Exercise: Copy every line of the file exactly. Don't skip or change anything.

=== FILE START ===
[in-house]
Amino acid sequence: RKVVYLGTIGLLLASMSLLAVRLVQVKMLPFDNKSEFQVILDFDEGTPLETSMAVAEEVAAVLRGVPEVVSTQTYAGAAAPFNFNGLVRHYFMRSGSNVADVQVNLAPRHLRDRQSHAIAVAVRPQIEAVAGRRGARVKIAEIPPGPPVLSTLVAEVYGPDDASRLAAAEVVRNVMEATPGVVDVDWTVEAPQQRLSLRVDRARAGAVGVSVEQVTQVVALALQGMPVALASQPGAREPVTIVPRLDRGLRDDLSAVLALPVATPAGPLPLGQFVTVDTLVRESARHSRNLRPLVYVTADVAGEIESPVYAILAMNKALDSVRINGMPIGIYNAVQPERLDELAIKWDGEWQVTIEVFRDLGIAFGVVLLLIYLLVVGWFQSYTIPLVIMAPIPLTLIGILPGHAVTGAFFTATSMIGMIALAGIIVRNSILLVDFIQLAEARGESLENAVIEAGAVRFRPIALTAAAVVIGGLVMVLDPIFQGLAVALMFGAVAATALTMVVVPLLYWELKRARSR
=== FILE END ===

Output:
[in-house]
Amino acid sequence: RKVVYLGTIGLLLASMSLLAVRLVQVKMLPFDNKSEFQVILDFDEGTPLETSMAVAEEVAAVLRGVPEVVSTQTYAGAAAPFNFNGLVRHYFMRSGSNVADVQVNLAPRHLRDRQSHAIAVAVRPQIEAVAGRRGARVKIAEIPPGPPVLSTLVAEVYGPDDASRLAAAEVVRNVMEATPGVVDVDWTVEAPQQRLSLRVDRARAGAVGVSVEQVTQVVALALQGMPVALASQPGAREPVTIVPRLDRGLRDDLSAVLALPVATPAGPLPLGQFVTVDTLVRESARHSRNLRPLVYVTADVAGEIESPVYAILAMNKALDSVRINGMPIGIYNAVQPERLDELAIKWDGEWQVTIEVFRDLGIAFGVVLLLIYLLVVGWFQSYTIPLVIMAPIPLTLIGILPGHAVTGAFFTATSMIGMIALAGIIVRNSILLVDFIQLAEARGESLENAVIEAGAVRFRPIALTAAAVVIGGLVMVLDPIFQGLAVALMFGAVAATALTMVVVPLLYWELKRARSR